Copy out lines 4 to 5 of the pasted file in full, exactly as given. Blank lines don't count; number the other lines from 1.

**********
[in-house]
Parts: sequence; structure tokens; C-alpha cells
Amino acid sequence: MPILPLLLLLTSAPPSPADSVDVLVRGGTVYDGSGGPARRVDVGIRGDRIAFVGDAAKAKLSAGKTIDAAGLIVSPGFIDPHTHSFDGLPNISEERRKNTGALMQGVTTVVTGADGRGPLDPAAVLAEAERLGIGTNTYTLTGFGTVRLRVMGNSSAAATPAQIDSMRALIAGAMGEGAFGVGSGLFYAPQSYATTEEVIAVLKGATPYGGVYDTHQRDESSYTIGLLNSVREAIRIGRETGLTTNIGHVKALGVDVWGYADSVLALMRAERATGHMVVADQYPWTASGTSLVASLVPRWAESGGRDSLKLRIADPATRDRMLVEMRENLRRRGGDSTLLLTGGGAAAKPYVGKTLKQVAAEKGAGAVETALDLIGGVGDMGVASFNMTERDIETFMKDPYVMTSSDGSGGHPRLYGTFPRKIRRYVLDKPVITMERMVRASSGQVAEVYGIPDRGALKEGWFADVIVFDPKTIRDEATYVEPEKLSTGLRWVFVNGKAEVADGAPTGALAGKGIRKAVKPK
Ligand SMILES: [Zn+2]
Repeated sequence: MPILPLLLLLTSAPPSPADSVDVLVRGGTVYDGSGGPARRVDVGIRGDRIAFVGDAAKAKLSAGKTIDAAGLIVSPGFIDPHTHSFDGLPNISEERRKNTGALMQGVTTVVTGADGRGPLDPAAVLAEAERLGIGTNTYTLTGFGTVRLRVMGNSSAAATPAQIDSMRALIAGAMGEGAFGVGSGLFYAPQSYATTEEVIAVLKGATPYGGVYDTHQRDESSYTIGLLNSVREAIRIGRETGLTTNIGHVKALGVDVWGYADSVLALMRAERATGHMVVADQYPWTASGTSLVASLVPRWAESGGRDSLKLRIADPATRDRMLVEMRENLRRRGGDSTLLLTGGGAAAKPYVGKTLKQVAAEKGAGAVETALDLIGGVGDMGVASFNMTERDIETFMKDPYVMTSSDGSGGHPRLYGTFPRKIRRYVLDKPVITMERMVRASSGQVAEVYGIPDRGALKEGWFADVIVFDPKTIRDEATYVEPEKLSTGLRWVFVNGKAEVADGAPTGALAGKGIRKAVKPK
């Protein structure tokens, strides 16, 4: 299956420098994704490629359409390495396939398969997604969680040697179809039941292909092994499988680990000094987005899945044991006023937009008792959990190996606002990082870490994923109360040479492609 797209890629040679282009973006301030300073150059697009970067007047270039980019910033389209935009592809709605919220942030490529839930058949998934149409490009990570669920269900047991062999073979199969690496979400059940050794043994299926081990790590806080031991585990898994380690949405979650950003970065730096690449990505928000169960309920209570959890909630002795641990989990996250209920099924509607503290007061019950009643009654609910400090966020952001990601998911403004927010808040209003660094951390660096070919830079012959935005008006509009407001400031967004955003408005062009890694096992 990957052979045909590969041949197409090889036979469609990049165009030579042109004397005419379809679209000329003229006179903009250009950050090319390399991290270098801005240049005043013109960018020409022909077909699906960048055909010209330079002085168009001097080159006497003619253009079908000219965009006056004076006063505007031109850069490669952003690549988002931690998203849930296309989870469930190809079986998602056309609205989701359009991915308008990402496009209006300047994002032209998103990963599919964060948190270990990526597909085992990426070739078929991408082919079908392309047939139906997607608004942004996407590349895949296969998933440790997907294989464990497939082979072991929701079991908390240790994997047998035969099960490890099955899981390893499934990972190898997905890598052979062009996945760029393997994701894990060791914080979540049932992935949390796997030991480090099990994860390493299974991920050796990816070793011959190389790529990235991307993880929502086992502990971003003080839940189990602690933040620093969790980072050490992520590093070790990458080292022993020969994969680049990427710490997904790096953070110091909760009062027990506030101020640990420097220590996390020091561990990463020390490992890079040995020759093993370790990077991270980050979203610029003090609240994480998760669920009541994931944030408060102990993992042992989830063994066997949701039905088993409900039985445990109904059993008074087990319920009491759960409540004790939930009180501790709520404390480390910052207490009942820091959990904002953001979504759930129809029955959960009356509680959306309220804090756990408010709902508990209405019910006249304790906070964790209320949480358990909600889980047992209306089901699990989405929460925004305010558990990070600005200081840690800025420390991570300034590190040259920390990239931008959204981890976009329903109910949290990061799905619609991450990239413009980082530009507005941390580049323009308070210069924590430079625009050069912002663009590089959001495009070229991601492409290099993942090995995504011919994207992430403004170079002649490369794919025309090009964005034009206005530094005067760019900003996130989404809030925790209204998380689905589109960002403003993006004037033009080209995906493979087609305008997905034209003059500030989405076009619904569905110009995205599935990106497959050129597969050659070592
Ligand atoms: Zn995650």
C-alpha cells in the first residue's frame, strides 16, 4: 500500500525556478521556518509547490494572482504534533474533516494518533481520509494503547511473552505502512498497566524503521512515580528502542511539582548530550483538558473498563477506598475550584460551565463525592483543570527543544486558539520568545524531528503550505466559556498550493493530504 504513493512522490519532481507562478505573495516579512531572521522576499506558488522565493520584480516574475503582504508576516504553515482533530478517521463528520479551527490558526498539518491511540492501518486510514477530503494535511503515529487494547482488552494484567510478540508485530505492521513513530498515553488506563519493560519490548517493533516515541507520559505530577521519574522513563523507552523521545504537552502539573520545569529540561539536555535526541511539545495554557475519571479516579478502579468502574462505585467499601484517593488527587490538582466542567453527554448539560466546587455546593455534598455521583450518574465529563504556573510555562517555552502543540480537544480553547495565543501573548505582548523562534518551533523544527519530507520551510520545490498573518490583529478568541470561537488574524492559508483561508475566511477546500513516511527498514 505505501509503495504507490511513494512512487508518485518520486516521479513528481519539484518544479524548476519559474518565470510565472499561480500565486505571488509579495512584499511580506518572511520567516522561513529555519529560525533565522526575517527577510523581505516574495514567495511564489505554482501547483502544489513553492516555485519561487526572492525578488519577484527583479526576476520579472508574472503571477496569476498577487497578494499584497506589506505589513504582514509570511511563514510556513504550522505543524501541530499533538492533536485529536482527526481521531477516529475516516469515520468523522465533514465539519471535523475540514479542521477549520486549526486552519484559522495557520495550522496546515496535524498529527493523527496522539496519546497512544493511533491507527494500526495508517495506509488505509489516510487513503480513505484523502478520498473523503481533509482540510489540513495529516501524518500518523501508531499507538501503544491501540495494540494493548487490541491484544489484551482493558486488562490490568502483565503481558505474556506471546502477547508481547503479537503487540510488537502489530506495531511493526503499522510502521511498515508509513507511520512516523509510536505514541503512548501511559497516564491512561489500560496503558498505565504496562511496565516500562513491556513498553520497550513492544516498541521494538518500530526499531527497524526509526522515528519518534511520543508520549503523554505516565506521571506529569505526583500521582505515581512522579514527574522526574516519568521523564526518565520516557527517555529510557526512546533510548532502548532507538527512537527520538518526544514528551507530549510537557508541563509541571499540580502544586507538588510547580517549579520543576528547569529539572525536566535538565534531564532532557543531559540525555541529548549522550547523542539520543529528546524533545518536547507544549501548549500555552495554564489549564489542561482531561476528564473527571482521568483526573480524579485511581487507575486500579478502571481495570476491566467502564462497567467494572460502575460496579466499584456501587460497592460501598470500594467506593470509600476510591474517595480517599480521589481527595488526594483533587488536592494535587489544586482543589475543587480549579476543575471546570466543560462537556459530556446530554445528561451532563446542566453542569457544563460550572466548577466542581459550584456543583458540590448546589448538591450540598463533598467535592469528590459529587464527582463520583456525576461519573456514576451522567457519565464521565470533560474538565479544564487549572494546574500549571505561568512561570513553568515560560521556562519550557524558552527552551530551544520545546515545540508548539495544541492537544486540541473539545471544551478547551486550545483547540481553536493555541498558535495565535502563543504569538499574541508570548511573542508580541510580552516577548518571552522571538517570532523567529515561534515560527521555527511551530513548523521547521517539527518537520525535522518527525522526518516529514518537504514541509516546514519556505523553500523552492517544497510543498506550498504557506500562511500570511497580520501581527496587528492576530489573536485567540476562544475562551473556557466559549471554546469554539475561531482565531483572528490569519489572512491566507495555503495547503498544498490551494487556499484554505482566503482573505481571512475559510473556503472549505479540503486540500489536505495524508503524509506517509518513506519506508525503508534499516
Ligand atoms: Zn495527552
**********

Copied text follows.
Ligand SMILES: [Zn+2]
Repeated sequence: MPILPLLLLLTSAPPSPADSVDVLVRGGTVYDGSGGPARRVDVGIRGDRIAFVGDAAKAKLSAGKTIDAAGLIVSPGFIDPHTHSFDGLPNISEERRKNTGALMQGVTTVVTGADGRGPLDPAAVLAEAERLGIGTNTYTLTGFGTVRLRVMGNSSAAATPAQIDSMRALIAGAMGEGAFGVGSGLFYAPQSYATTEEVIAVLKGATPYGGVYDTHQRDESSYTIGLLNSVREAIRIGRETGLTTNIGHVKALGVDVWGYADSVLALMRAERATGHMVVADQYPWTASGTSLVASLVPRWAESGGRDSLKLRIADPATRDRMLVEMRENLRRRGGDSTLLLTGGGAAAKPYVGKTLKQVAAEKGAGAVETALDLIGGVGDMGVASFNMTERDIETFMKDPYVMTSSDGSGGHPRLYGTFPRKIRRYVLDKPVITMERMVRASSGQVAEVYGIPDRGALKEGWFADVIVFDPKTIRDEATYVEPEKLSTGLRWVFVNGKAEVADGAPTGALAGKGIRKAVKPK